Wellbeing should be the epicenter of a new public policy approach: it should be incorporated into key legal frameworks, have a cross-cutting nature in national budget allocations, and incorporate regional and local similarities and common objectives, while simultaneously respecting differences. People are happier when social cohesion is established, when they possess sufficient preparation to make key decisions, when they have the possibility to dedicate their time with and for others in whom they place trust, and when they feel a sense of belonging in their communities and countries, or share cosmopolitan values that celebrate otherness.
Revisiting the approach to social rights
And so, we understand that society and its wellbeing should be the center of cross-cutting and comprehensive public policies. This invites a reflection on the current public policy approach and the challenges of the COVID-19 pandemic, in order to outline some proposals for the redesign of social rights.
Luckily, we are also facing calls for a new social contract, in which social rights should be removed from the orbit of financial interests and given the status they deserve as a common interest priority, enhancing cooperation and coordination among various levels of government.
Social interactions take place within constant regulations of time, space and energy in all available forms, and the operation of these elements define living conditions: health, food security, employment, education, and poverty, among others. These are mutually affected by government policies and political stability, which should guarantee the principle of symmetry in the management of these processes, and ultimately provide universal access to social rights.
1. Health and wellbeing
COVID-19 is exposing the systematic shortcomings of delivering health to diverse communities around the world, as well as the profound regional differences in what is understood to be a public obligation. While most countries include health in their legal frameworks as a fundamental pillar of societal functioning, countries that downplayed the threat demonstrate little evidence that they can protect their populations from global events like this one. Moreover, widespread need for medical equipment caused tension in international relations, as public diplomacy was pushed aside, and the situation was manipulated in domestic political and electoral agendas.
Luckily, we are also facing calls for a new social contract, in which social rights should be removed from the orbit of financial interests and given the status they deserve as a common interest priority, enhancing cooperation and coordination among various levels of government. Populations that enjoy access to healthcare can experience enhanced quality of life, social inclusion, poverty reduction and (in combination with other living conditions) political stability. Poor health is one of the key barriers to successful public policies.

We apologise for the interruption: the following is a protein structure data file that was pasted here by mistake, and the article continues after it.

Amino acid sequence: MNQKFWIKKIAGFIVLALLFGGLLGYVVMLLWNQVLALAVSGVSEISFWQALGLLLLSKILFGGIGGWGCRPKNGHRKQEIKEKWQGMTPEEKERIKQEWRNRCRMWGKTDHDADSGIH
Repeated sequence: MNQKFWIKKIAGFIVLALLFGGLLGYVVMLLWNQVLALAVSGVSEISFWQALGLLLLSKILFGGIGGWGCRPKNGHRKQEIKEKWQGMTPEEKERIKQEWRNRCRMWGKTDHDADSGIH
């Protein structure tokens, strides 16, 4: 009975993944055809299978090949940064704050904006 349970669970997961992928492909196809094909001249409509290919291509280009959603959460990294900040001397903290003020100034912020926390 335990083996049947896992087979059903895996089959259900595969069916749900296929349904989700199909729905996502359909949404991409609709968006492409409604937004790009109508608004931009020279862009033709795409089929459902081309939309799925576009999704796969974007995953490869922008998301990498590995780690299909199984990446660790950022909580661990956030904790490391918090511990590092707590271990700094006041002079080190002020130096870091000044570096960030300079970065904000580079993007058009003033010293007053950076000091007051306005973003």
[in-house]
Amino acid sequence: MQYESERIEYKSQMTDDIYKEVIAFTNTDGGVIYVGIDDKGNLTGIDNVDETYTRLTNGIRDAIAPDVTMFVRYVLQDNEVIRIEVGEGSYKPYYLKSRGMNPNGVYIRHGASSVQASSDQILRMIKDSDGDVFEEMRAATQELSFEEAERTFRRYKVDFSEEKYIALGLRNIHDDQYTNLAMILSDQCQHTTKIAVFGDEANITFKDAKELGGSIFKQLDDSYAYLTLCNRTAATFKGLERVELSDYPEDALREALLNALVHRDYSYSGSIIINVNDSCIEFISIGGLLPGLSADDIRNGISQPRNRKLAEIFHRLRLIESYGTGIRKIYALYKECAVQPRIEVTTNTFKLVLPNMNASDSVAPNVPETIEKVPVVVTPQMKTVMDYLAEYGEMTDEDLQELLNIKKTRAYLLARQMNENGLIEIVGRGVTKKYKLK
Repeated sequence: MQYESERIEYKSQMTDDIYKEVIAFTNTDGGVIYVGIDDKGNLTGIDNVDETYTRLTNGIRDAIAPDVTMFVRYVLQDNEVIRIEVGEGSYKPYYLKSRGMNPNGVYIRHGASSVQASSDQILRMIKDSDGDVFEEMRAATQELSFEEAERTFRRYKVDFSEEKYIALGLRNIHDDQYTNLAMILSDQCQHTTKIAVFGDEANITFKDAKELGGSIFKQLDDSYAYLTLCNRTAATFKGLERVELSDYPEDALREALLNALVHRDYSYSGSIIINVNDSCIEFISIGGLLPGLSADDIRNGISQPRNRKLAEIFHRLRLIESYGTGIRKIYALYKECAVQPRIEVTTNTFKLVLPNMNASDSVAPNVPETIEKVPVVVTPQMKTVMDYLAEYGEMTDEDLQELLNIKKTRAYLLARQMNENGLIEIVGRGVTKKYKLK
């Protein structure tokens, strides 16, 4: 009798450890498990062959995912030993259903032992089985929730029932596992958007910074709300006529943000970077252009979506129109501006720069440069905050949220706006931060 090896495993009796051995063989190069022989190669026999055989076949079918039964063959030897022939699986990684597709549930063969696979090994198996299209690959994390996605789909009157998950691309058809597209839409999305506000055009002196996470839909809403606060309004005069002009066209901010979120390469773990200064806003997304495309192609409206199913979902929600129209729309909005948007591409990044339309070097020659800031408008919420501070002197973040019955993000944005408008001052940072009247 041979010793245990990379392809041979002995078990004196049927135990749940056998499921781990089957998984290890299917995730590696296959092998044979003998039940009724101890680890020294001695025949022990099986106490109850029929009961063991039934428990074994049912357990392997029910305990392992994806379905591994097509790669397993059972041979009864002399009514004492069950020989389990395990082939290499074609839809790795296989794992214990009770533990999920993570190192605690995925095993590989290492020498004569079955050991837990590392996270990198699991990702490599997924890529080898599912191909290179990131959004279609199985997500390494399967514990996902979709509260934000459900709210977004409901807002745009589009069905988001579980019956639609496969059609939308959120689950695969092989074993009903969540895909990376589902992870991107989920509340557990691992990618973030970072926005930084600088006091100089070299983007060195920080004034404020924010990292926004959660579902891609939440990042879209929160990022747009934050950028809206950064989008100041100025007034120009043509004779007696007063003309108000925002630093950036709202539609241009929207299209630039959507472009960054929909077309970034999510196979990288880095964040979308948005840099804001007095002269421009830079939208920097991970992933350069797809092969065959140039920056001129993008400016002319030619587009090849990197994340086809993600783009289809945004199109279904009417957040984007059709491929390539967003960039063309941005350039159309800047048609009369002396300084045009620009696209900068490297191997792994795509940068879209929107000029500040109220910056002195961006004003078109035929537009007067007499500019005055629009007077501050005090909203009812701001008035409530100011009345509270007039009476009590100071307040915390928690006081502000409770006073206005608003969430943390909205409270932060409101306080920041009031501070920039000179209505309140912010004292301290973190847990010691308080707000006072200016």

Setbacks in health, such as the anti-vaccination movement, have also demonstrated that implementation of health programs delivers better results if dealing with a well-informed community. Concepts such as «herd immunity» might be unfamiliar to the majority of citizens, but the essential need for vaccines in prevention of epidemics could be perfectly communicated through campaigns, which could achieve both public health results and facilitate a pedagogical discussion about individual freedom and collective responsibility. Individuals become citizens only when they are aware of the benefits they inherited from collective achievement to date, and accept their duties within their society.
Unfortunately, while responsibility has not been limited to governments, they have often been accountable for downplaying the gravity of the issue and delaying the deployment of urgent policies for the improvement of wellbeing. They should now step up to the present challenges, committing budgets, allocating resources and reviewing legal frameworks that compel institutions to work in coordination. COVID-19 is a sample of the magnitude of impact, and geographic reach, of future disruptions.
2. Education and lifelong learning
Likewise, when considering comprehensive approaches to engagement and participation, another essential area of public policy is education. Its ultimate purpose is to foster development, to promote collaboration and, more recently, to prepare individuals for a society in constant motion. Education takes place throughout a wide range of contexts both within and beyond classrooms. Formal and informal situations allow for the accumulation of cultural capital and skills for a social life: participatory activities within communities, families and schools, and recognizing the role that feelings and emotions play in their construction. «It takes a village to educate a child,» as the African proverb goes, refers to how the community shapes an individual’s experiences and growth. Either in a local village or in McLuhan’s global village, children need healthy and safe environments, as each individual, stakeholder, community or institution should play a role in education.
Living in a knowledge society, education policies should apply not only to educators, students and families, but to everyone, as lifelong learners. This also means that work can be complemented by activities such as volunteering, mediation and social activities, considered the most rewarding and pleasurable way to spend time. Nevertheless, as the current need for quarantine has shown, education is restricted by physical and digital spaces, and access to it is still extremely unequal. We must work towards rectifying this and educate regarding wellbeing as a global conception, along with the recognition, preservation and revaluation of cultural heritage, ancestral traditions, values and customs, as well as multiethnic diversity.